But questions remained. Personal genomics: His daughter's DNA. Hugh Young Rienhoff Jr. When a Disease is Genetic But Not Inherited: Bea Rienhoff’s Story - DNA Science Blog. Hello there! If you enjoy the content on DNA Science, consider subscribing for future posts via email or RSS feed. Hugh Rienhoff, dad and physician/geneticist, used exome sequencing to find his daughter Bea’s mutation. (Leah Fasten) Genetics is the study of genes, DNA, and variation; heredity is the passing of inherited traits from parents to offspring. Exome sequencing is helping to solve these genetics-but-not-heredity mysteries. THE BEA PROJECT When Hugh Rienhoff first saw his daughter Bea, born in December 2003, he knew something was wrong. As she grew into toddlerhood, Bea’s slow weight gain and bird-like legs reminded her father of Marfan syndrome. When Bea’s diagnosis remained elusive, Dr. (photo: Leah Fasten) Bea’s journey to a diagnosis in what would be dubbed The Bea Project chronicles human genomics in the 21rst century.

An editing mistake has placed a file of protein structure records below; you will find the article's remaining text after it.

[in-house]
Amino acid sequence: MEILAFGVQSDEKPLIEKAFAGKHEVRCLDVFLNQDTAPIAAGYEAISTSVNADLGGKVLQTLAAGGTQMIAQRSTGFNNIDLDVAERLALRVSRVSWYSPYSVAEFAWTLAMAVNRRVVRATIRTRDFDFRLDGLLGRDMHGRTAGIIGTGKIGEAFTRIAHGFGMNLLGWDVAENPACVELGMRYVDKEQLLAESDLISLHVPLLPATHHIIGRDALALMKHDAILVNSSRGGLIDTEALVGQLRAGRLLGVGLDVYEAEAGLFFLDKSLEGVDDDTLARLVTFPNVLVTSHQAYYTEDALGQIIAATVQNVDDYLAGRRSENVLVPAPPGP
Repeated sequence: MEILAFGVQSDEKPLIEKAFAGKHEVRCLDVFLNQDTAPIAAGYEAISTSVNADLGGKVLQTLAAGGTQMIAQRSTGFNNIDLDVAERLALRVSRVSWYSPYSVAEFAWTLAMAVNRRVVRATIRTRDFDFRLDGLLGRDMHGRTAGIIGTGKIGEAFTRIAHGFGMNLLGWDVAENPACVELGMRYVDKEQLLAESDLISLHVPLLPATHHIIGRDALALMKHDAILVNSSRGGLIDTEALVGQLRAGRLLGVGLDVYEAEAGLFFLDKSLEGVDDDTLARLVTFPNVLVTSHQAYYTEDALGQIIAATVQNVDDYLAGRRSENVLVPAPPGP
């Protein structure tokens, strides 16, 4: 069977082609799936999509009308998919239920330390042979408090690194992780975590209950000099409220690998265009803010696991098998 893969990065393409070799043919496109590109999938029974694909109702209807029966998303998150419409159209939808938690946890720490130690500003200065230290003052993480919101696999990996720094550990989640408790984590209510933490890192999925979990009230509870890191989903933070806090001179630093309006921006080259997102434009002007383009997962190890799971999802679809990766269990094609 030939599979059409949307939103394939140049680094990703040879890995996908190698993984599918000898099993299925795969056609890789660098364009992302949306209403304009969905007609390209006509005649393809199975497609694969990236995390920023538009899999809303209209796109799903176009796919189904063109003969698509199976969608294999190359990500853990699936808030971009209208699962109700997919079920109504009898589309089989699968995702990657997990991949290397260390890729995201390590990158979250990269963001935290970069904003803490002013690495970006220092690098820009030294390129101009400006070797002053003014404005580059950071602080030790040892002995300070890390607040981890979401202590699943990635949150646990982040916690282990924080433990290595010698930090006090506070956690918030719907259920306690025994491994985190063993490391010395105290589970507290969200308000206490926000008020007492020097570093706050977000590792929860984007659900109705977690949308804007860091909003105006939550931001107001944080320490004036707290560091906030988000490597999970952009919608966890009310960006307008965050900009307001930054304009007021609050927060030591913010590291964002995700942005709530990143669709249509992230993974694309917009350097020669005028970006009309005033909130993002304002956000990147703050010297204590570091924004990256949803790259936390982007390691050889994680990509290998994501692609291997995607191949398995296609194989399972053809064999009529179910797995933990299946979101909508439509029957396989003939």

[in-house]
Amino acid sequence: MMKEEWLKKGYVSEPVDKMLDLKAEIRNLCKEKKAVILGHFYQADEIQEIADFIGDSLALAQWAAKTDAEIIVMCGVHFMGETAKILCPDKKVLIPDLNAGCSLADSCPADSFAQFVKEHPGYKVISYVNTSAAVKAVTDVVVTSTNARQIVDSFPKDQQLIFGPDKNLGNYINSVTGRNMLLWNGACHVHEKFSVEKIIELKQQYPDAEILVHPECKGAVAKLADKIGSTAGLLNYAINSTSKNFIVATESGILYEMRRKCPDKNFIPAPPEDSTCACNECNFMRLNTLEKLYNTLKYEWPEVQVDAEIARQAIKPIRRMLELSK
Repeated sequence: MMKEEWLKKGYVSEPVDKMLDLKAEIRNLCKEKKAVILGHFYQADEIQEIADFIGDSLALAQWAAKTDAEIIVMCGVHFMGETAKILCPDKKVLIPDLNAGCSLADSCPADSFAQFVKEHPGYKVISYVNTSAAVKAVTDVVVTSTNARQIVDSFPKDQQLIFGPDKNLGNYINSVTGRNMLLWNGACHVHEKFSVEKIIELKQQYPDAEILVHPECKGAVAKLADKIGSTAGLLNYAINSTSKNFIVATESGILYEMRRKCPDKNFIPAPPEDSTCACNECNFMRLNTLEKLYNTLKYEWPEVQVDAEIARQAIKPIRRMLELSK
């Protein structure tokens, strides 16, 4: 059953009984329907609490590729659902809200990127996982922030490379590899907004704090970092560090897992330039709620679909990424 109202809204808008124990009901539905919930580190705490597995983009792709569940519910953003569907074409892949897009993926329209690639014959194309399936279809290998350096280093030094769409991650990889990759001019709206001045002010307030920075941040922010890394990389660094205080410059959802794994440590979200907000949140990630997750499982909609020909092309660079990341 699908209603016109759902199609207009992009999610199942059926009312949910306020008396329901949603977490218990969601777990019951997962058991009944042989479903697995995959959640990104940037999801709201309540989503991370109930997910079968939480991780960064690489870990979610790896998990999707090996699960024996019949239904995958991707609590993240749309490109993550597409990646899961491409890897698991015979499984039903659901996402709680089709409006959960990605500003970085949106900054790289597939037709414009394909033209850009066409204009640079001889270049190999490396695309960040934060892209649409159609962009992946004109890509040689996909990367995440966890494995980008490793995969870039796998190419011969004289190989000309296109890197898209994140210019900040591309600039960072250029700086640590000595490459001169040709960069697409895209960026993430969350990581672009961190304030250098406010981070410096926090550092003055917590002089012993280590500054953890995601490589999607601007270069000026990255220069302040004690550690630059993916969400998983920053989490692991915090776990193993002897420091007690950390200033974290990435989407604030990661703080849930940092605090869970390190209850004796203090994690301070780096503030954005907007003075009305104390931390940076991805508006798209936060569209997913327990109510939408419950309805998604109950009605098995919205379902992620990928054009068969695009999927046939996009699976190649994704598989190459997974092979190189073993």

Chapter 4 opened with the story of the father seeking his daughter’s DNA. (An aside here on textbooks. Back to Bea. I reluctantly concurred. Dr. Richard Price (writer) Price was born in the Bronx, New York City, the son of Harriet (Rosenbaum) and Milton Price, a window dresser.[1] A self-described "lower middle class Jewish kid", he grew up in a housing project in the northeast Bronx. He graduated from the Bronx High School of Science in 1967[2] and obtained a B.A. from Cornell University and an MFA from Columbia University.